Also, why not snack on carrots, a protein shake, low-fat string cheese, or fruit? That way you get the satisfaction of eating something but you don't get in too many extra calories.
First Goal: 200 lbs by Namibia trip (May 26, 2013).
Night snacking for most people is emotionally driven - so while keeping yourself busy will help, sometimes the overwhelming urge to mindlessly eat is your mind's way of avoiding possibly feeling something negative. It could be a response to the normal stress of your day, or a way to avoid doing something you don't want to do (for me it's always those night time chores!). Whatever the reason, you need to spend some time really figuring out the emotion behind the urge you have to eat. Saying you are just bored isn't going deep enough. Once you figure out these emotions, you can engage yourself in other activties that will help take care of your emotional needs - instead of using food.
In my case, I discovered that I was craving something that I didn't get during the rest of the day and that was hydration! For example, often I was having cereal, but what my body really wanted was the milk or some other fluid. Is it possible that what you are eating during the day is short is one area? Just what worked for me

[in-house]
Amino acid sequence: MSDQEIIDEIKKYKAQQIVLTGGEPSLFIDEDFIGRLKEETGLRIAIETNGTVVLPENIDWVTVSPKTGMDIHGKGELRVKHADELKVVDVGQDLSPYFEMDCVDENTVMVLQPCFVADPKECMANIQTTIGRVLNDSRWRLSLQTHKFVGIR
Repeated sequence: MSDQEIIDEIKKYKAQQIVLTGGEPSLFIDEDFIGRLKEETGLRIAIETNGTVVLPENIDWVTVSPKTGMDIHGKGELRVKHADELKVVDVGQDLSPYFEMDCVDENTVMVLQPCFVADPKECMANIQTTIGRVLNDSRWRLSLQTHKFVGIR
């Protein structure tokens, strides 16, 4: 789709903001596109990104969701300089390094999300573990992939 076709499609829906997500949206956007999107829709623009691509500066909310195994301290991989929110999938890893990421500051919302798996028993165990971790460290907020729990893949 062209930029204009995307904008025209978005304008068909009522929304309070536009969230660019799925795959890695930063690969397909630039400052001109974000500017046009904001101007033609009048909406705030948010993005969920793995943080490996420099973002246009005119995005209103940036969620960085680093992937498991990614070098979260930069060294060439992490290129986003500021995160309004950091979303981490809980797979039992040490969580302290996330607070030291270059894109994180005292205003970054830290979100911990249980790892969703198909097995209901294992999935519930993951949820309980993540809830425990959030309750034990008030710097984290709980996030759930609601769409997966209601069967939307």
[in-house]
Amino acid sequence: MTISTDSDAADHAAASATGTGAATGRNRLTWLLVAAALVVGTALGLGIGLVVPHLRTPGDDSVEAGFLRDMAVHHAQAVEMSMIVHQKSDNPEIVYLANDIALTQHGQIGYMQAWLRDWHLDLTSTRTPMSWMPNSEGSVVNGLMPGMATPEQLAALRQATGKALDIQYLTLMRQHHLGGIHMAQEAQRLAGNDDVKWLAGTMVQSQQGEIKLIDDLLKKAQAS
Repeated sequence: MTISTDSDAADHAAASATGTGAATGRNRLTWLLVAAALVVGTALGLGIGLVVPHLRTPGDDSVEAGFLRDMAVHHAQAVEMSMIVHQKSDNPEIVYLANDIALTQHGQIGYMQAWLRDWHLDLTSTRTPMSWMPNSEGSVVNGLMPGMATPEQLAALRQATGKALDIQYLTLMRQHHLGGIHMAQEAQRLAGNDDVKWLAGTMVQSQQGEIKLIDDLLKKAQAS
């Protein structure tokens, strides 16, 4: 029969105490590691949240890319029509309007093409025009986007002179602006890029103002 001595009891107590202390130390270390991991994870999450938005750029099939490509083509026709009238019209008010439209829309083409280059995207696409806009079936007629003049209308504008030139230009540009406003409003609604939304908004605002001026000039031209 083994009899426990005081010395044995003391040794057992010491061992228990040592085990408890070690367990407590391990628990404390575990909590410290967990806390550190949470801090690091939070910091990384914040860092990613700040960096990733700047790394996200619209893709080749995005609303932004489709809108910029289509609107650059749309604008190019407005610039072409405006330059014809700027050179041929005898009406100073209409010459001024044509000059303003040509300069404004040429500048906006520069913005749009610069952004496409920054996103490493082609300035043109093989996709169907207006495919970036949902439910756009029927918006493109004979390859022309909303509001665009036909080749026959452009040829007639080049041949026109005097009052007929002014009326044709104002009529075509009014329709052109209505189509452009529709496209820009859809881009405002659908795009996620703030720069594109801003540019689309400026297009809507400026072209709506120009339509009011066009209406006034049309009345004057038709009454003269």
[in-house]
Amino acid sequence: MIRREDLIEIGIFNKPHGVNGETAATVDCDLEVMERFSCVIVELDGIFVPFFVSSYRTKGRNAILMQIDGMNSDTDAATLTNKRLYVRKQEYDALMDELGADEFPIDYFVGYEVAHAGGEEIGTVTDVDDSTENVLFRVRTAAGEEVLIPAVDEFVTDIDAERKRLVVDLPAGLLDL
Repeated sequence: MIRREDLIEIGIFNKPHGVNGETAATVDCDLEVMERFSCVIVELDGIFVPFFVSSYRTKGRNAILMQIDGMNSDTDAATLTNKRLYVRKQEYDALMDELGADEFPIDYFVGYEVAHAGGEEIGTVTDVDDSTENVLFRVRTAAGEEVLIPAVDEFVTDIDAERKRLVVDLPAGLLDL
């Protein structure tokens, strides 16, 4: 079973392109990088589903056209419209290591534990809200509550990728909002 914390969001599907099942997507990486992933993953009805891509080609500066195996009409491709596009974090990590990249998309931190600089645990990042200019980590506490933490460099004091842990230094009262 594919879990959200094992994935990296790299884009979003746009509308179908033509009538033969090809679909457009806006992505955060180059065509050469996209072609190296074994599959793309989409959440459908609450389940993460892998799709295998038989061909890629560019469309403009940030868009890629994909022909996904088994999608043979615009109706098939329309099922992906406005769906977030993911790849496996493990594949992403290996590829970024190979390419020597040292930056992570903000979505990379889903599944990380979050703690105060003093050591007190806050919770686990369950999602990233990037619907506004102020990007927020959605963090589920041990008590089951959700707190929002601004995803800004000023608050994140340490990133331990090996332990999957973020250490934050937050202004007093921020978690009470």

4/1/06 goal: SW-158 CW-148 GW 140
Never let what you cand't do interfere with what you can do.
I think since I tend to be lazy in the nighttime, maybe I will try going for a walk when I feel the urge to start eatting uncontrollably! Then if I get back and am still hungry, Maybe I'll try carrots or an apple, instead of chips and chocolate!
I used to snack at night ALL the time. Lately, when I feel the urge to have something after dinner, I make smoothies. This works for me for 2 reasons: 1, I only used frozen fruit and skim milk and top with fat-free cool whip, so it doesn't completely blow my diet for the day, and 2, it takes some time to get out the ingredients, put it all in the blender, mix it up, pour it out, put everything away, clean the blender...so it takes time. And then, I eat the smoothie with a spoon like runny ice cream, so it takes longer to eat than if I just sucked it down, and by the time all that is done, I don't usually feel like going back into the kitchen!